Research Article

Shrinking light to allow forbidden transitions on the atomic scale

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Science  15 Jul 2016:
Vol. 353, Issue 6296, pp. 263-269
DOI: 10.1126/science.aaf6308

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Making the forbidden allowed

Spontaneous emission, in which an excited electron lowers its energy by emitting a photon, is a fundamental process in light-matter interactions. In principle, the electron can relax from the excited state to any unoccupied lower energy level. In practice, however, most of these transitions are too slow and so are effectively forbidden. Rivera et al. show theoretically that the plasmonic excitations associated with two-dimensional materials can be used to enhance and control the light-matter interaction. Transitions that were once considered forbidden can thus be accessed, opening up the entire spectrum of an optical emitter.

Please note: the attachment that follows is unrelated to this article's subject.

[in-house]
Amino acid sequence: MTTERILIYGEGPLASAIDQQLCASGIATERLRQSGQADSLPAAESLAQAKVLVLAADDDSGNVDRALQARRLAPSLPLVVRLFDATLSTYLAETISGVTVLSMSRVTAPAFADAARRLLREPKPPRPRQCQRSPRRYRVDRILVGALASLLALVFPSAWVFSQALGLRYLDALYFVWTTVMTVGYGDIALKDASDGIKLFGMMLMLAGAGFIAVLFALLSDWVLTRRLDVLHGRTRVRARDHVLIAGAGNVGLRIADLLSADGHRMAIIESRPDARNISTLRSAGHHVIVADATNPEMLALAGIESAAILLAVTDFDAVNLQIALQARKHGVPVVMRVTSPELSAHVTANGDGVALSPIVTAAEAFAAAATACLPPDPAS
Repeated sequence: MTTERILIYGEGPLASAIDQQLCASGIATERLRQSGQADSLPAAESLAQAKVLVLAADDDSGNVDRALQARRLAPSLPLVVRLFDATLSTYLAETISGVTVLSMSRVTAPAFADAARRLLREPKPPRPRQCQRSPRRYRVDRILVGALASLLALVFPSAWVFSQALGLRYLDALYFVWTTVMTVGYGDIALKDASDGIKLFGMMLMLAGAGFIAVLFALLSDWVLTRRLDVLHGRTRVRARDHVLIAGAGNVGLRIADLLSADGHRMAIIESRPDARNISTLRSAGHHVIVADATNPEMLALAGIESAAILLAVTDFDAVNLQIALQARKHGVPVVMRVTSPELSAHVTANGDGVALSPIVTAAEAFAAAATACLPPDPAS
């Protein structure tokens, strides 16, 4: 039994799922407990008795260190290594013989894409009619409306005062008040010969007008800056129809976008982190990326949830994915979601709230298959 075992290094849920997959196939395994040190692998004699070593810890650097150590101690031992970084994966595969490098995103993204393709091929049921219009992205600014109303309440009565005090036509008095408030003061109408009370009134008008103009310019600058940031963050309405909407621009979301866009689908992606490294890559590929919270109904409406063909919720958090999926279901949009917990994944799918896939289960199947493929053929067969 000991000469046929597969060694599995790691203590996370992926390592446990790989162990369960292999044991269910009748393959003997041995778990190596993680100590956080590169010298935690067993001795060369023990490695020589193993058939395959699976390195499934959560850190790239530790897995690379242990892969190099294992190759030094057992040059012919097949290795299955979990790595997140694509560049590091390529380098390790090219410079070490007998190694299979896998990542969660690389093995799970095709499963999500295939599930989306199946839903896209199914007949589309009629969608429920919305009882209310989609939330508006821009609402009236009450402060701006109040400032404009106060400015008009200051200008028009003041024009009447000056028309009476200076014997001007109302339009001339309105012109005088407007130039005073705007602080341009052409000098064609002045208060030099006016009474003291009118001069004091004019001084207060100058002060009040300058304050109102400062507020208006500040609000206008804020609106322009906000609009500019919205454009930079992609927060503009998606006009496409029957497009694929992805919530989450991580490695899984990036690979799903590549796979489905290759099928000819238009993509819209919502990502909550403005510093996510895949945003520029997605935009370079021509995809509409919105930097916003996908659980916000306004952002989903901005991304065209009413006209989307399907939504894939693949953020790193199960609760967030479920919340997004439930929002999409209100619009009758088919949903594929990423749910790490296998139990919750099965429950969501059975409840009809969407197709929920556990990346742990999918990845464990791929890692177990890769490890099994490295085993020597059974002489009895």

Science, this issue p. 263


The diversity of light-matter interactions accessible to a system is limited by the small size of an atom relative to the wavelength of the light it emits, as well as by the small value of the fine-structure constant. We developed a general theory of light-matter interactions with two-dimensional systems supporting plasmons. These plasmons effectively make the fine-structure constant larger and bridge the size gap between atom and light. This theory reveals that conventionally forbidden light-matter interactions—such as extremely high-order multipolar transitions, two-plasmon spontaneous emission, and singlet-triplet phosphorescence processes—can occur on very short time scales comparable to those of conventionally fast transitions. Our findings may lead to new platforms for spectroscopy, sensing, and broadband light generation, a potential testing ground for quantum electrodynamics (QED) in the ultrastrong coupling regime, and the ability to take advantage of the full electronic spectrum of an emitter.

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